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30 things you might not know about Ayrton Senna

Senna defined his generation and stands as one of the all-time greats. Think you’ve read everything about him?

Published: 22 May 2024

Words: Jason Barlow and Ollie Kew/main image: Getty


Senna tested for Williams, McLaren, Brabham and Toleman during 1983. On one run in the McLaren-Ford MP4/1 he kept the throttle pinned even as the engine lunched itself behind him. Team principal Ron Dennis was not very impressed but he let him have another go. Senna duly set the fastest time of the day and signed for Toleman, the lowliest of the four teams, but he figured it would give him time and space to learn.

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After wiping out of the 1984 Dallas GP, a distraught Senna insisted to Toleman technical boss Pat Symonds that the wall at the offending corner had ‘moved’. Amused, Symonds went to check it out, and found concrete scrape marks on the ground. A car ahead had tapped the concrete blocks forming the track boundary. Senna was driving to such tight tolerances that shifting this block a few mm lap-to-lap was enough to cause him to clip the edge and retire.


Senna was a vaunted Monaco master, but why was he so quick in a turbo F1 car around the principality? The answer comes in detailed study of his throttle use. Through corner entry and apex, Senna would blip the revs to keep the turbo in the boost sweet spot, while slipping the clutch to maintain control. By precisely judging when the biting point re-engaged he could keep his car on the boil and shave huge chunks of time from his laps. Team members were astonished at his delicacy, managing to maintain boost pressure without wearing out the clutch, lunching the engine, missing a gearshift, or losing control of the car around the notoriously unforgiving twisting road track.


Ayrton Senna announced his talent to the world at the 1984 Race of Champions, a 12-lap novelty event featuring nine F1 world champions and various other greats at the newly opened Nürburgring Grand Prix circuit. Fangio declined to race citing his age, Jackie Stewart had vowed never to race again and Nelson Piquet simply refused, so the 24-year-old Brazilian took his place. And won, beating 19 pedigree drivers in identical Mercedes 190E 2.3-16s.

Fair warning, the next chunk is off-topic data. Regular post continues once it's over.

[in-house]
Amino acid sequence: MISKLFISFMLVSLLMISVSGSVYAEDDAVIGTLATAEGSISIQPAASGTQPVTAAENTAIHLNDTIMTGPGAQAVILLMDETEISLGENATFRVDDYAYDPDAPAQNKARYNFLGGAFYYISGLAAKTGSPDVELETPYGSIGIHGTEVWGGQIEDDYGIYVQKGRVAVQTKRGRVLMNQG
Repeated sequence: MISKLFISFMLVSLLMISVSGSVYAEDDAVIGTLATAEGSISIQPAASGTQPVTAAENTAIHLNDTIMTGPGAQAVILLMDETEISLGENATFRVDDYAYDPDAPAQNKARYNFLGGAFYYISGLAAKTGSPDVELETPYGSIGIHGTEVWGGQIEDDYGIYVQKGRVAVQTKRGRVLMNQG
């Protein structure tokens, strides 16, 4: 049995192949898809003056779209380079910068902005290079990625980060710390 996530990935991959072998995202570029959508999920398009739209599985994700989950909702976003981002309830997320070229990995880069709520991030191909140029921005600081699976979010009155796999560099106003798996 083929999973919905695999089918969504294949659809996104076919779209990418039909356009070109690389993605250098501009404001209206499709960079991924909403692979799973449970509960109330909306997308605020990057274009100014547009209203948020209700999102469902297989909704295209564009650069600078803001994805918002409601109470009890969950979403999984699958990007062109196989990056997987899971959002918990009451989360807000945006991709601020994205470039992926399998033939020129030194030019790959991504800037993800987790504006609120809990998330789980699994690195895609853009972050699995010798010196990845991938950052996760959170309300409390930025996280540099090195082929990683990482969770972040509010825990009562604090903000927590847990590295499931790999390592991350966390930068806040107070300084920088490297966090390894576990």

Ayrton Senna

Image: Mercedes-Benz

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He was quite a sickly child, diagnosed with poor motor function and limb coordination in his youth. Early in his F1 career he had Bell’s palsy, suffering temporary facial paralysis.


Senna was not immune to the lure of Ferrari. “He wanted to come to Ferrari and I wanted him in the team,” revealed ex-Ferrari president Luca Montezemolo in 2014.


Senna was hugely thoughtful and mindful of the media as his career took off. But he gave great quotes, including: “If you no longer go for a gap that exists, you are no longer a racing driver.”


He helped save Érik Comas's life after a practice crash at the 1992 Belgian GP. Senna stopped and ran to his Ligier, cut the still-revving engine and stabilised Comas’s head until help arrived.

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Ayrton's actual surname was da Silva, but as that was Brazil’s most common second name, he instead chose to adopt his maternal family name of ‘Senna’ for his career.


Senna qualified on pole seven times in his second F1 season in 1985, his debut with the Lotus team. He out-qualified teammate Elio de Angelis seven to one. In fact, he scored more poles that year than any other driver, including future nemesis Alain Prost.


After Senna's fatal crash at the 1994 San Marino GP, a furled Austrian flag was found in the cockpit of his stricken Williams. The Brazilian had planned to fly it in tribute at the end of the race.